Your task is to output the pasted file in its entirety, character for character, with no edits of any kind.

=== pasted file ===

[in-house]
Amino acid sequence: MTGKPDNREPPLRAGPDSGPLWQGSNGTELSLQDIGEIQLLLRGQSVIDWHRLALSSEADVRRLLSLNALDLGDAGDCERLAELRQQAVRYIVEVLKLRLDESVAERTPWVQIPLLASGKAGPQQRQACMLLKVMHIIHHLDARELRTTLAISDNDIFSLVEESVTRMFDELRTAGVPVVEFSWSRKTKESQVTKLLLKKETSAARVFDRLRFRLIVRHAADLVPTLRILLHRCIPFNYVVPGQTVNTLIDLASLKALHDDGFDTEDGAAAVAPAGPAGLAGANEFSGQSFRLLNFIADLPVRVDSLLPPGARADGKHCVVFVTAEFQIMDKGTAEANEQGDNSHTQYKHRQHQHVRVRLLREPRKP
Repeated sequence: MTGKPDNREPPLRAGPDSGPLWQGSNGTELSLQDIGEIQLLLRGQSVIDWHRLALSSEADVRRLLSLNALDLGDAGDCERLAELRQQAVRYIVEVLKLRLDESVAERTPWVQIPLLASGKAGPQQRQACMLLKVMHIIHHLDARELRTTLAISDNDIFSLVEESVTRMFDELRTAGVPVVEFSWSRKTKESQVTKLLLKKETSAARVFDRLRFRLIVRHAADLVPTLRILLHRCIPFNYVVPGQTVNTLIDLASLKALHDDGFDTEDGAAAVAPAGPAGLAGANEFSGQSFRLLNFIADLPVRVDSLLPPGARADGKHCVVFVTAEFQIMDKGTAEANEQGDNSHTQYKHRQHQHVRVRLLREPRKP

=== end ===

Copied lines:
[in-house]
Amino acid sequence: MTGKPDNREPPLRAGPDSGPLWQGSNGTELSLQDIGEIQLLLRGQSVIDWHRLALSSEADVRRLLSLNALDLGDAGDCERLAELRQQAVRYIVEVLKLRLDESVAERTPWVQIPLLASGKAGPQQRQACMLLKVMHIIHHLDARELRTTLAISDNDIFSLVEESVTRMFDELRTAGVPVVEFSWSRKTKESQVTKLLLKKETSAARVFDRLRFRLIVRHAADLVPTLRILLHRCIPFNYVVPGQTVNTLIDLASLKALHDDGFDTEDGAAAVAPAGPAGLAGANEFSGQSFRLLNFIADLPVRVDSLLPPGARADGKHCVVFVTAEFQIMDKGTAEANEQGDNSHTQYKHRQHQHVRVRLLREPRKP
Repeated sequence: MTGKPDNREPPLRAGPDSGPLWQGSNGTELSLQDIGEIQLLLRGQSVIDWHRLALSSEADVRRLLSLNALDLGDAGDCERLAELRQQAVRYIVEVLKLRLDESVAERTPWVQIPLLASGKAGPQQRQACMLLKVMHIIHHLDARELRTTLAISDNDIFSLVEESVTRMFDELRTAGVPVVEFSWSRKTKESQVTKLLLKKETSAARVFDRLRFRLIVRHAADLVPTLRILLHRCIPFNYVVPGQTVNTLIDLASLKALHDDGFDTEDGAAAVAPAGPAGLAGANEFSGQSFRLLNFIADLPVRVDSLLPPGARADGKHCVVFVTAEFQIMDKGTAEANEQGDNSHTQYKHRQHQHVRVRLLREPRKP